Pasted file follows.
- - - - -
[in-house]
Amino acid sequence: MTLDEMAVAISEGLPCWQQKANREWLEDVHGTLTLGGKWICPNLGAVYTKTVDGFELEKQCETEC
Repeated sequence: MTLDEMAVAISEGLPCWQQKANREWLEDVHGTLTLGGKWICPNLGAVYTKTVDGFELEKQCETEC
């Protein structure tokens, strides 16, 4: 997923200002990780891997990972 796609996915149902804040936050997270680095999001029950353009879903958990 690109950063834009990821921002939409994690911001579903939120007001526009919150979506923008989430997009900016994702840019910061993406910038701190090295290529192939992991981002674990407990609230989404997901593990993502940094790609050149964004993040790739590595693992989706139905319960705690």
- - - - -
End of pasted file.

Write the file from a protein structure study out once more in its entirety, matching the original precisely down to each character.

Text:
[in-house]
Amino acid sequence: MTLDEMAVAISEGLPCWQQKANREWLEDVHGTLTLGGKWICPNLGAVYTKTVDGFELEKQCETEC
Repeated sequence: MTLDEMAVAISEGLPCWQQKANREWLEDVHGTLTLGGKWICPNLGAVYTKTVDGFELEKQCETEC
């Protein structure tokens, strides 16, 4: 997923200002990780891997990972 796609996915149902804040936050997270680095999001029950353009879903958990 690109950063834009990821921002939409994690911001579903939120007001526009919150979506923008989430997009900016994702840019910061993406910038701190090295290529192939992991981002674990407990609230989404997901593990993502940094790609050149964004993040790739590595693992989706139905319960705690």